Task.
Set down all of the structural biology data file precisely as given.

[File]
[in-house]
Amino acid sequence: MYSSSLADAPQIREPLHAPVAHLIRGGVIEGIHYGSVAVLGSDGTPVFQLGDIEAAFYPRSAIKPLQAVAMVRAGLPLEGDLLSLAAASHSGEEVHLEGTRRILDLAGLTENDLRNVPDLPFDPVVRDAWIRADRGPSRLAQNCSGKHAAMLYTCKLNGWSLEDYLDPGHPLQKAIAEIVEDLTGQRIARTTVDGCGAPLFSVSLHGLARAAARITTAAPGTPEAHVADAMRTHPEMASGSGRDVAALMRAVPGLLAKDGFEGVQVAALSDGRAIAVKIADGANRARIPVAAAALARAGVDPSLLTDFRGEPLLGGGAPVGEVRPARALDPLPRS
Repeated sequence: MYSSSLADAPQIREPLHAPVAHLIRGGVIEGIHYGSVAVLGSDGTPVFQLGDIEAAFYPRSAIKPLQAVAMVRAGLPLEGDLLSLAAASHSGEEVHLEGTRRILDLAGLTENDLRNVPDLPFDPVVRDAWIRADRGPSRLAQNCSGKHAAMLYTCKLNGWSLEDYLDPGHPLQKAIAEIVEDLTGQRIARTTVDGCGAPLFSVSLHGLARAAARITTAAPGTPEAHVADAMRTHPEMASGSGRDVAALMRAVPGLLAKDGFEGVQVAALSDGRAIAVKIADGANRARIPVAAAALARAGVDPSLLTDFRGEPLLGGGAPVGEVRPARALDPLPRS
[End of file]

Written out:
[in-house]
Amino acid sequence: MYSSSLADAPQIREPLHAPVAHLIRGGVIEGIHYGSVAVLGSDGTPVFQLGDIEAAFYPRSAIKPLQAVAMVRAGLPLEGDLLSLAAASHSGEEVHLEGTRRILDLAGLTENDLRNVPDLPFDPVVRDAWIRADRGPSRLAQNCSGKHAAMLYTCKLNGWSLEDYLDPGHPLQKAIAEIVEDLTGQRIARTTVDGCGAPLFSVSLHGLARAAARITTAAPGTPEAHVADAMRTHPEMASGSGRDVAALMRAVPGLLAKDGFEGVQVAALSDGRAIAVKIADGANRARIPVAAAALARAGVDPSLLTDFRGEPLLGGGAPVGEVRPARALDPLPRS
Repeated sequence: MYSSSLADAPQIREPLHAPVAHLIRGGVIEGIHYGSVAVLGSDGTPVFQLGDIEAAFYPRSAIKPLQAVAMVRAGLPLEGDLLSLAAASHSGEEVHLEGTRRILDLAGLTENDLRNVPDLPFDPVVRDAWIRADRGPSRLAQNCSGKHAAMLYTCKLNGWSLEDYLDPGHPLQKAIAEIVEDLTGQRIARTTVDGCGAPLFSVSLHGLARAAARITTAAPGTPEAHVADAMRTHPEMASGSGRDVAALMRAVPGLLAKDGFEGVQVAALSDGRAIAVKIADGANRARIPVAAAALARAGVDPSLLTDFRGEPLLGGGAPVGEVRPARALDPLPRS